But your prof is saying that it would be 'easy' to predict the future. Why don't we have a bunch of active mutual funds consistently outperforming the index then, simply by dropping 'bad' stocks?

If this is something that is consistent and repeatable, then there must be some formula for picking the best or worst stocks to buy or drop. And if it is formulaic, other investors will discover the formula and trade those stocks, driving them to levels such that this won't work.

Did this prof manage a fund on the side and become wealthy from it?

-ERD50
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Old 04-09-2015, 09:41 AM   #30
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I am sure there are active traders who are very good at it, probably even on this board (gasp!) who stay under the radar. I imagine being successful at it takes a lot more time than buying and holding index funds, both in understanding how different types of investments work and in researching the offerings and timing. We will never hear much about them but I am sure they are out there.

Remember Psst Wellesley is not an index fund yet many of us have a sizable percentage in it. Warren Buffet is not an indexer.

I don't see everyone using index funds any time soon.
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Old 04-09-2015, 10:06 AM   #31
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I imagine being successful at it takes a lot more time than buying and holding index funds, both in understanding how different types of investments work and in researching the offerings and timing.

I can attest to the fact that I am very successful in spending a lot of time losing money while attempting "active" trading.
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Old 04-09-2015, 10:41 AM   #32
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... If this is something that is consistent and repeatable, then there must be some formula for picking the best or worst stocks to buy or drop. And if it is formulaic, other investors will discover the formula and trade those stocks, driving them to levels such that this won't work...
Successful traders or hedge funds managers seem to fly by the seat of their pants, and evaluate every opportunity by itself. Soros is one. He built up his multi-billion fortune from nothing, and he is a trader, not an investor or business manager like Buffett.

Man, I wish I know their secret, or have their 6th sense. I remember in an interview, a reporter asked Soros why he was still doing it as he had more than he could spend. He said that it was a test to see if he could still tell how the market was evolving.
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Old 04-09-2015, 10:41 AM   #33
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I was a highly successful investor in individual stocks until I actually researched my record. In the mid-90s, I started to here about indexing and scoffed at it. I knew I was a safely above average investor. Just to prove it to myself, I took my actually portfolio changes and compared it to a 75% S&P/25% Total Bond Index. When I plotted my results, I occasionally outperformed on a couple of years but didn't beat the stock heavy index portfolio over the 10 year time period. I wish I could post the graph but it's been lost to one or more computer failures and/or file deletions.

As I learned more about indexing, I never went back and redid it with more asset classes. In 2007 I was running 90% equities and decided I had "won" so I didn't need to be so heavy in equities. Unfortunately, I only went to 60% equities but it did save me some of the 2008/2009 pain.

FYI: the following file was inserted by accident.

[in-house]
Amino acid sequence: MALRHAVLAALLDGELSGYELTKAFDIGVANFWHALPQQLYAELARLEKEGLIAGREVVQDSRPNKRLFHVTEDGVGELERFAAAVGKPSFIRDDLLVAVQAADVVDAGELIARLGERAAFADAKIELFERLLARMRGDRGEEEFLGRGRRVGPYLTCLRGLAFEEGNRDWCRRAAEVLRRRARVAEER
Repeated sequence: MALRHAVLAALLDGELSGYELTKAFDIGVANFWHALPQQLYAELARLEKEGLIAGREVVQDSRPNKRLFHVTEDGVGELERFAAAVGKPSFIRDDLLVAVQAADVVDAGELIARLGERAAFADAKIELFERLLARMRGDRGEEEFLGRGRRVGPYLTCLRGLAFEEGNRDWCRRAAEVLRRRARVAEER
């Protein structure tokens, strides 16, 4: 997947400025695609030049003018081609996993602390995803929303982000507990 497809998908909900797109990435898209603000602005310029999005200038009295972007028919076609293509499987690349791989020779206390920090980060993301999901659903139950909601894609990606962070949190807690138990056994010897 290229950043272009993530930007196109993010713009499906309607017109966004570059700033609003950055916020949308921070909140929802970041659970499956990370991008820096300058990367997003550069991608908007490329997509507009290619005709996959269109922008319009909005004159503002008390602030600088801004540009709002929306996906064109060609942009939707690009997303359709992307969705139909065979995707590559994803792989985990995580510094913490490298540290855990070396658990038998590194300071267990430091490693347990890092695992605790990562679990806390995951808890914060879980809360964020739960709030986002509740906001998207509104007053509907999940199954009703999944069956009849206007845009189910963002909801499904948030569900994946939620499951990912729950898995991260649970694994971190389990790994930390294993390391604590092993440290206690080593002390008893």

There will be individual investors as long as egos are not validated against the real data. Of course, half of the active trader will be both above and below the index average minus their respective fees. On average on the FAs and brokers win.
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Old 04-09-2015, 11:37 AM   #34
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I guess then that it is a fascinating paradox that index investors who are allegedly settling for average more often than not end up with above average performance. How does that happen?
Simple the fees (either in money or the investors time) are higher for active managment than indexing. Based upon the best fees are at least 10x for actively managed funds than the lowest cost index funds. Now if you are doing the management yourself, how much is your time worth? (I.E. unless you enjoy it you could be doing something else instead)
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Old 04-09-2015, 12:00 PM   #35
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I think the premise of the OP question is entirely wrong. The question implies that we as investors are competing against each other in a zero sum game which we are not. If (and of course it will never happen) every investor was using index funds, the losers would be the financial organizations who would not be receiving high fees. If everyone chose the total market index, we would all receive the returns of the total market.
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Old 04-09-2015, 12:01 PM   #36
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Yes indeed, many people hate being thought of as "Mr Average" and are sure they can do better.
I will admit that I would not want to be thought of as Mr. Average. Who would? I guess it somewhat depends on what Mr. Average is like -- is he a dull guy who is satisfied with a C grade? I don't think index investors would think of themselves that way. More then likely they would say they were willing to just settle for a B+.

I am going out on a limb and postulating that many "index investors" think of themselves as above average because they are relying on backtest results that say they are likely to beat the stupid money that trades a lot. I'm not saying they are wrong, just that many index investors do not think of themselves as "just average".